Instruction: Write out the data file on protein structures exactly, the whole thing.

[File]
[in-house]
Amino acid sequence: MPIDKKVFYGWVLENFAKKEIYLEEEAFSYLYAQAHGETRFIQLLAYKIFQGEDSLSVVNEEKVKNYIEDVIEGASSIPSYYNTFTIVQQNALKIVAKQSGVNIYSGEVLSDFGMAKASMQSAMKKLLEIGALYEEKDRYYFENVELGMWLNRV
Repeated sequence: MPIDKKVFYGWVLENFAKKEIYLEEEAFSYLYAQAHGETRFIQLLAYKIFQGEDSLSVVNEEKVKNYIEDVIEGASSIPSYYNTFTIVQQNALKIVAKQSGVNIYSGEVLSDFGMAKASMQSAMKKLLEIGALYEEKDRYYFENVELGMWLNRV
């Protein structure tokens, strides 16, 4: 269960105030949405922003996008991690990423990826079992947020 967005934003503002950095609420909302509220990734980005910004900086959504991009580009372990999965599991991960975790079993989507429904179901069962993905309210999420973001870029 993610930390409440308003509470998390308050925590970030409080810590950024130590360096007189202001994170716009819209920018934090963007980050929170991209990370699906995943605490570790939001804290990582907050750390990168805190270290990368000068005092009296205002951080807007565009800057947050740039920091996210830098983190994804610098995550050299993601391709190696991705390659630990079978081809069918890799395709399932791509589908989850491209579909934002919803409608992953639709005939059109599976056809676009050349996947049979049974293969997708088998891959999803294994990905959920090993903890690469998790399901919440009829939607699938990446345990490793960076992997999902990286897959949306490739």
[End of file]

[in-house]
Amino acid sequence: MPIDKKVFYGWVLENFAKKEIYLEEEAFSYLYAQAHGETRFIQLLAYKIFQGEDSLSVVNEEKVKNYIEDVIEGASSIPSYYNTFTIVQQNALKIVAKQSGVNIYSGEVLSDFGMAKASMQSAMKKLLEIGALYEEKDRYYFENVELGMWLNRV
Repeated sequence: MPIDKKVFYGWVLENFAKKEIYLEEEAFSYLYAQAHGETRFIQLLAYKIFQGEDSLSVVNEEKVKNYIEDVIEGASSIPSYYNTFTIVQQNALKIVAKQSGVNIYSGEVLSDFGMAKASMQSAMKKLLEIGALYEEKDRYYFENVELGMWLNRV
């Protein structure tokens, strides 16, 4: 269960105030949405922003996008991690990423990826079992947020 967005934003503002950095609420909302509220990734980005910004900086959504991009580009372990999965599991991960975790079993989507429904179901069962993905309210999420973001870029 993610930390409440308003509470998390308050925590970030409080810590950024130590360096007189202001994170716009819209920018934090963007980050929170991209990370699906995943605490570790939001804290990582907050750390990168805190270290990368000068005092009296205002951080807007565009800057947050740039920091996210830098983190994804610098995550050299993601391709190696991705390659630990079978081809069918890799395709399932791509589908989850491209579909934002919803409608992953639709005939059109599976056809676009050349996947049979049974293969997708088998891959999803294994990905959920090993903890690469998790399901919440009829939607699938990446345990490793960076992997999902990286897959949306490739």